the old paradigm
- Using student evaluations (weak instruments open to abuse)
- Conservative students (with regard to teaching delivery)
- Faculty members who do not understand learning style differences
and techniques for incorporating a variety of approaches into
teaching material, especially at undergraduate level (staff need
both the 'why' and the 'how-to')
- Lack of overt linkage between quality instruments and system
of faculty reward
- Faculty resistance to bureaucratic imposition of performance
- Lack of clarity with regard to learning outcomes
- Historical adherence to traditional instructional forms such
as lecture and seminar
- Variety of inter-organizational and intra-organizational subcultures.
- Failure to celebrate/show successes in innovation.
- Lack of access to computers
- Individual assistance required (labor intensive)
- Many faculty members lack basic knowledge of technology.
- Lack of institutional support
- Schedule fewer lecture contact hours but require same outcomes
thereby forcing staff to use non-traditional methods
- Encourage student support for teaching initiatives
- Motivate registry/administrative staff, who have to have a
key role in change processes
- Note that process changes must be managed/implemented by both
corporate and academic staff
- Persuade faculty and staff of the need for change
- Recognize that traditional promotion/reward/recognition systems
have to change
- Give faculty/staff responsibility to make creative changes
and get direct results. This may involve dismantling bureaucracy
in order to allow straight line change. There may be tension between
centralized quality control systems and individual creative initiatives
- Find ways to allow risky experiments (don't punish those who
- Allow change champions to emerge
- Celebrate success stories across disciplines within the institution
- Develop external and internal, monetary and non-monetary,
incentives for faculty and staff
- Sponsor workshops on best practice and navigation of change
processes (e.g., instructional design support). Support services
need to be accessible and transparent.
- Provide 'moral' support for change
- Reward staff who are best teachers, not best entertainers
- Change PDA and promotion systems to rejig salary structure
around streamed specialties such as teacher, researcher, administrator,
- Align appraisal and promotion/salary systems (cutout present
Discussion of Gary Hamel, "Strategy
as Revolution." Harvard Business Review, July-Aug.
1996, pp. 72-73.
A key article for conference discussion was Gary Hamel's recent
article on "Strategy as Revolution." Below are the notes
from one group's discussion of the article and its implications
for transforming higher education.
- Hamel argues the importance of leadership
- We need to provide freedom for those offering ideas (from
those who might feel threatened)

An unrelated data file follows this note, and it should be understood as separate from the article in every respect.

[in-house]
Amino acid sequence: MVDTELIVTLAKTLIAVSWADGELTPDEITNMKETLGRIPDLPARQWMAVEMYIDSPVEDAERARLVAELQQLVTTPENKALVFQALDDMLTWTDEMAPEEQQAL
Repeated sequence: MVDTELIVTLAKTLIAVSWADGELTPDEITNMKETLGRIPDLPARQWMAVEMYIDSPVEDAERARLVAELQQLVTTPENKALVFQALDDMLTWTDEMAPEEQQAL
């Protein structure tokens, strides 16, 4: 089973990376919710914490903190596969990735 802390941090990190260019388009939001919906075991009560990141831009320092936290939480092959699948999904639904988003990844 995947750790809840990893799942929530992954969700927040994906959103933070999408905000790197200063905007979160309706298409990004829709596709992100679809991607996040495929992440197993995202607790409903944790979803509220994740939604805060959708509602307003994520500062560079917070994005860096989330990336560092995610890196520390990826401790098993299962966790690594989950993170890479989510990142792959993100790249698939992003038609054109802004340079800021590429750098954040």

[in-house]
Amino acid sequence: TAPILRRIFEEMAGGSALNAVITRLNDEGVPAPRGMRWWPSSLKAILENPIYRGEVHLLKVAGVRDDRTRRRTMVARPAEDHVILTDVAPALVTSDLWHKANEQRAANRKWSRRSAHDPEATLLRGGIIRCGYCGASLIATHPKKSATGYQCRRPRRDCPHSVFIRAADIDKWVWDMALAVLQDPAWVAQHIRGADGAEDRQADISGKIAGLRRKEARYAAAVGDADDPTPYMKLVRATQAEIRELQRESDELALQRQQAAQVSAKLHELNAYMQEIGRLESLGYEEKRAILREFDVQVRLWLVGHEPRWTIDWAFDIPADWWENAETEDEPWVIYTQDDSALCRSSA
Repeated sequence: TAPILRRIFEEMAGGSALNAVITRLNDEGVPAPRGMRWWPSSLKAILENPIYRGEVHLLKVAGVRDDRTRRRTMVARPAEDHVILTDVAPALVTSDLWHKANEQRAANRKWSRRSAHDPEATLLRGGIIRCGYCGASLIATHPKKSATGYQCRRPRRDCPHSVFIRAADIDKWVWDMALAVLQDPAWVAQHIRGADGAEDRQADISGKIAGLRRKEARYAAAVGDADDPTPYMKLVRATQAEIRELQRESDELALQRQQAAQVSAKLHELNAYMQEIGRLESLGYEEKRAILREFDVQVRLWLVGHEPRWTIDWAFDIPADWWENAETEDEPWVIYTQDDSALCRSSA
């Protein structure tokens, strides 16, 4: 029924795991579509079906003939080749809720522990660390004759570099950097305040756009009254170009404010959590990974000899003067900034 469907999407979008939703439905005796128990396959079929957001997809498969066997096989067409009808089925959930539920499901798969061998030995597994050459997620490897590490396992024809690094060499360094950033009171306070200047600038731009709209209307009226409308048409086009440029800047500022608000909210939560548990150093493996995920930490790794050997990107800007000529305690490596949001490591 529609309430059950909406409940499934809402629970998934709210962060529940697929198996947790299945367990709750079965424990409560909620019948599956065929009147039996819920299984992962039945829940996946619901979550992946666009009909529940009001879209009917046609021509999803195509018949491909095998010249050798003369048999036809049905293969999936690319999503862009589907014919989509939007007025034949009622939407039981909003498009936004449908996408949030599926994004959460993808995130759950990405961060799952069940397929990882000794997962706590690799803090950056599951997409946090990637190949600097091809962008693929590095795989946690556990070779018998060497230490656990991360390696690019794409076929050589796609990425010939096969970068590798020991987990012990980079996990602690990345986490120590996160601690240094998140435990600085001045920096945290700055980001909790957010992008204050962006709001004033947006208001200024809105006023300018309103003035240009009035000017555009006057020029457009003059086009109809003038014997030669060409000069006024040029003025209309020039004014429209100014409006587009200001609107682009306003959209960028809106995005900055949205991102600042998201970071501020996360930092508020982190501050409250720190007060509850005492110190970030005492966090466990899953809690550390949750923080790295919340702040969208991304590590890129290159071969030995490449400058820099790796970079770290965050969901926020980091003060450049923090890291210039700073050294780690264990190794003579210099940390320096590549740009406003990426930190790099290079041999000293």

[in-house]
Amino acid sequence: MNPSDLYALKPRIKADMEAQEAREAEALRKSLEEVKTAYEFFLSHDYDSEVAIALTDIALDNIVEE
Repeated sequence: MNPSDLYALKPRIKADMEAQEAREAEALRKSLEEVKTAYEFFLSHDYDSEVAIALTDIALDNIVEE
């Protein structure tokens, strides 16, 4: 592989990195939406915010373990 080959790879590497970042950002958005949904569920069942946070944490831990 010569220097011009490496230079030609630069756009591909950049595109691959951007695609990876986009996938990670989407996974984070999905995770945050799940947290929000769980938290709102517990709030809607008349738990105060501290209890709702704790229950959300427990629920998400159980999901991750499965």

- Are standard qualifications for leadership a trap?
Principle One: Strategic planning isn't strategic
Strategies for change...
- Employ new people; use consultants
- Create scanning groups throughout the organization
- Undertake vulnerability audits
- Engage in blue-skying ideas
- Invite people to write scenarios about what the organization
might look like in 15 years
- Acquire backing of Council
- Involve staff at all levels
- perhaps involve senior managers for a greater amount of time
- note: we have some concern about still being top down selection
of 'membership' of groups and imposed processes
- avoid inviting staff into the inner sanctum; go to their space
instead if you want to get the good ideas
Principle Two: Strategy making must be subversive
Identify the 10 or 20 most fundamental beliefs that incumbents
in your industry share'.
Is the 'box' we need to break out of in education stronger than
- celebrate examples of successful subversive 'risktaking'
- break down the strong culture that staff are in the organization
to have their needs met and have little loyalty to the organization
- create a culture where staff are truly heard
- develop strategic alliances with other education providers
to enhance the strengths of each
- ensure internal alliances are encouraged. Faculty
must cooperate rather than compete.
- change remuneration policies (e.g. last 20% of salary should
be dependent on successful operating of the team)
Principle Three: The bottleneck is at the top of the bottle
- encourage staff to use an internal 'intranet' for issues
discussion, accessing change ideas and information
- create an atmosphere where staff can share their ideas without
fear of retribution
- facilitate two-way communication
Principle Four: Revolutionaries exist in every company
Strategy: identify the revolutionaries and nurture them
Principle Five: Change is not the problem; engagement is
- develop self-empowered teams where ideas can be discussed
and then fed back into the greater organizational structure
- capitalize on possibility that faculty and staff will realize
that the future will be different as they engage in environmental
Principle Six: Strategy making must be democratic
Principle Seven: Anyone can be a strategic activist
Principle Eight: Perspective is worth 50 IQ points
Principle Nine: Top-down and bottom-up are not the alternatives
Principle Ten: You can't see the end from the beginning
This was a great workshop. The notes used in the proceedings captured
the essence and the spirit of our collaboration. Workshop participants
and browsers are invited to post comments, corrections, and additions
to the workshop discussion forum.